I feel like it does have potential to reduce the attack surface, sure a lot of systems may have easier entry points, but since attention moved away from 32bit with less maintenance bugs may slip in or are never noticed, so being able to shut down a vector for a potential future zeroday definitely has benefits for the more security aware applications. Especially if non of it's software benefits from having 32bit enabled.

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            • #26
              Originally posted by loganj View Post
              does this means that x32 programs won't run at all with this option?
              You probably mean x86. x32 is a special abi. Clueless Windows users typically think x32 must be the name of the old stuff because x64 exists.

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              • #27
                Originally posted by andyprough View Post

                Wow, so rude. avis is a newcomer, has never been here at all prior to December 2022, doesn't even know anything about our commenting style, or how to troll on this forum.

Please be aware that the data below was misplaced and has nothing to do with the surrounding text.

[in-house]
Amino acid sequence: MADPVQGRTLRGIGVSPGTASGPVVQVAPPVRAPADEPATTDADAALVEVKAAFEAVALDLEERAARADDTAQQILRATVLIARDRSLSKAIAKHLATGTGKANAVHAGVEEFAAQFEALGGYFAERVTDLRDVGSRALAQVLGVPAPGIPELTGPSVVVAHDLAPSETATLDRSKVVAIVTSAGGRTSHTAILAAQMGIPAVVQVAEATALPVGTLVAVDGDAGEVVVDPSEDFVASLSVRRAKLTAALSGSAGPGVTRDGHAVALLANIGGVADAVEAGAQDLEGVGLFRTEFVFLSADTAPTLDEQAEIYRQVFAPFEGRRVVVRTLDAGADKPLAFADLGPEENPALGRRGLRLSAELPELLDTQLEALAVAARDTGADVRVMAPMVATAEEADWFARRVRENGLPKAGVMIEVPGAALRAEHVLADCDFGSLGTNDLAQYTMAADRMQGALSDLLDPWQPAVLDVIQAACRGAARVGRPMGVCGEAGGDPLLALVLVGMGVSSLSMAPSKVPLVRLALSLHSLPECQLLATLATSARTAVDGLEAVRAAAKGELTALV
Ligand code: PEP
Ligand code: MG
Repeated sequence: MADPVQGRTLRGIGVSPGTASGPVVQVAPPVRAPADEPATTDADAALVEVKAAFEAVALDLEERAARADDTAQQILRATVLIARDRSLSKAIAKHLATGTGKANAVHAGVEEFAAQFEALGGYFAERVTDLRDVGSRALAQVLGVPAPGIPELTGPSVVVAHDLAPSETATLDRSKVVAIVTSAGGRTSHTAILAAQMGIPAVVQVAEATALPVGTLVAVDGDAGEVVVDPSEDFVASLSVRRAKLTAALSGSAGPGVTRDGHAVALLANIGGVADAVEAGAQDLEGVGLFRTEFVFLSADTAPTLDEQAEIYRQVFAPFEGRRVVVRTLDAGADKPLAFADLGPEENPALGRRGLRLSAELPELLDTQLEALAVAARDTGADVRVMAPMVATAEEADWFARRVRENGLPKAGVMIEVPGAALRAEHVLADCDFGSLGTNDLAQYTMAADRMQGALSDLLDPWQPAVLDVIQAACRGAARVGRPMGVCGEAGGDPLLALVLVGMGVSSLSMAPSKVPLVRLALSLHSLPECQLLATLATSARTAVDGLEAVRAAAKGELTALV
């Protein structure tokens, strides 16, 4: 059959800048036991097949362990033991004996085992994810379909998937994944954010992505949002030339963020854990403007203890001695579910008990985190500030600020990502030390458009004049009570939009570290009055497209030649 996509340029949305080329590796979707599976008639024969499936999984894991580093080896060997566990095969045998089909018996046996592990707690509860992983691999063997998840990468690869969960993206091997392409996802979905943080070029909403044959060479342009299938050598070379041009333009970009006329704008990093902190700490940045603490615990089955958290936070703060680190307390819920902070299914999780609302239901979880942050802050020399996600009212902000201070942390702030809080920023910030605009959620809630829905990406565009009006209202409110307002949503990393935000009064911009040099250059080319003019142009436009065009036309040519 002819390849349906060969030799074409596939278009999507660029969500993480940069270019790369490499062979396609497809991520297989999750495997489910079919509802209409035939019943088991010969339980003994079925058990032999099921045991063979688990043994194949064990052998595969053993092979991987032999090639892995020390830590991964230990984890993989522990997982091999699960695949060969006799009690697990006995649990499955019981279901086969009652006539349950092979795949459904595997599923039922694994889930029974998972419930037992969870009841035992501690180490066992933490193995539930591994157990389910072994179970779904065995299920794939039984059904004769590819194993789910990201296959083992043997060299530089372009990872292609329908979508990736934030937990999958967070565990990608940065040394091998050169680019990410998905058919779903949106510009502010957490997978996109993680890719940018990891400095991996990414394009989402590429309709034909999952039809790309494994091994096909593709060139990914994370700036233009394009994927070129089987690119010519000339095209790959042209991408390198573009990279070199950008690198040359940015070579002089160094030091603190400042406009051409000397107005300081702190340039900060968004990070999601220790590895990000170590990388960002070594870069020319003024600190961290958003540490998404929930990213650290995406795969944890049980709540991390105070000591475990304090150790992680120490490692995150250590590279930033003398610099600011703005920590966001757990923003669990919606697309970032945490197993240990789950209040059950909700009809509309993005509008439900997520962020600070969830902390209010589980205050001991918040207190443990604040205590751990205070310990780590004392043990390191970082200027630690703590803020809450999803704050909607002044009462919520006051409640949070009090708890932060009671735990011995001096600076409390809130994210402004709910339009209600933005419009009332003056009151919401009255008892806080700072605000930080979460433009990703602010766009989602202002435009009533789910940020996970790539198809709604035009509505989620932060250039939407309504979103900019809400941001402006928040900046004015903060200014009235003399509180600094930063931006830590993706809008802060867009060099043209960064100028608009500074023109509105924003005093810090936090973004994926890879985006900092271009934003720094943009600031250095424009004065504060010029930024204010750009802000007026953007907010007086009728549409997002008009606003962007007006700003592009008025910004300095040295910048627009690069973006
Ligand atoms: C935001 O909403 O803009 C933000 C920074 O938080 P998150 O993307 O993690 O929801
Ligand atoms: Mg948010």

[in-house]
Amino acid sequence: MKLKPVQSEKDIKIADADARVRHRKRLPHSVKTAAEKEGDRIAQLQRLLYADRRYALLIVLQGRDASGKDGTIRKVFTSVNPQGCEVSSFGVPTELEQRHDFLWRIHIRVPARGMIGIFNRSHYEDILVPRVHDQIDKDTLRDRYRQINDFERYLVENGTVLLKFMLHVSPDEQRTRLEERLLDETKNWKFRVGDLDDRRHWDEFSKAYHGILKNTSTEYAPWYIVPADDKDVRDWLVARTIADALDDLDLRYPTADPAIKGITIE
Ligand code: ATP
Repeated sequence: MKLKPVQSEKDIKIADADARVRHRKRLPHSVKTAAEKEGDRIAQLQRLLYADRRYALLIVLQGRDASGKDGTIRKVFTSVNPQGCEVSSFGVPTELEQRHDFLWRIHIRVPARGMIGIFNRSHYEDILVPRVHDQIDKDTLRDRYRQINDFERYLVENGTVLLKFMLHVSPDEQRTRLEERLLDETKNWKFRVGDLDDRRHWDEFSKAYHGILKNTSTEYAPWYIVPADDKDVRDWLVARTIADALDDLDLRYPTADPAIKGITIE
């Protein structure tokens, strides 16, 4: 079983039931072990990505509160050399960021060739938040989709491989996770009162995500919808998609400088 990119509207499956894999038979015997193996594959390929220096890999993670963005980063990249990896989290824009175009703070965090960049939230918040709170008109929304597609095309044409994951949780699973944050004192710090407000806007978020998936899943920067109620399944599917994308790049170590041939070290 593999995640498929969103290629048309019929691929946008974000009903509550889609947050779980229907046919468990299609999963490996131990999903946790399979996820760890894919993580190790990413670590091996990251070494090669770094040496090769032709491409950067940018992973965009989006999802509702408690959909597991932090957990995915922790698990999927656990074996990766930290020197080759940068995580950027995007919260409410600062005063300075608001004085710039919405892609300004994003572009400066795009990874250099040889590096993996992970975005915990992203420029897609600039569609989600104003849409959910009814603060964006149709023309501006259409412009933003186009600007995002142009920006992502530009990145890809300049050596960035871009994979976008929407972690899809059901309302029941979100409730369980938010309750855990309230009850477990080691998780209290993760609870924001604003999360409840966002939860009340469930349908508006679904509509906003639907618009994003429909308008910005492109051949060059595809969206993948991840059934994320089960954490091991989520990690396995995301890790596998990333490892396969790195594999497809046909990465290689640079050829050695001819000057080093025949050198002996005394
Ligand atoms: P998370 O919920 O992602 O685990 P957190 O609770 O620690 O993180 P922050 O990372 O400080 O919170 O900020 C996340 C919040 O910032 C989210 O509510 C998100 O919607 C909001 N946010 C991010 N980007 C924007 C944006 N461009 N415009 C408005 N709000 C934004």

Old timers like you and me need to be more welcoming to complete newbies like avis
                You do realize avis is birdie, right?

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                • #28
                  Originally posted by ferry View Post

                  The same as with disabling the benzine engine on a hybrid car: you get less functionality at the cost of flipping a switch. Next step: disable x86_64 functionality and get even less attack surface and functionality.
                  What hybrid car has a benzine engine? That would be REALLY dangerous to fill at the pump!

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                  • #29
                    Originally posted by andyprough View Post

                    Wow, so rude. avis is a newcomer, has never been here at all prior to December 2022, doesn't even know anything about our commenting style, or how to troll on this forum.

                    Old timers like you and me need to be more welcoming to complete newbies like avis
                    In that case: my sincere apologies.

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                    • #30
                      Originally posted by tildearrow View Post
                      You do realize avis is birdie, right?
                      I thought it was pure sarcasm. There are not too many Linux and open source hating trolls on this forum and the style of his "arguments" is pretty unique.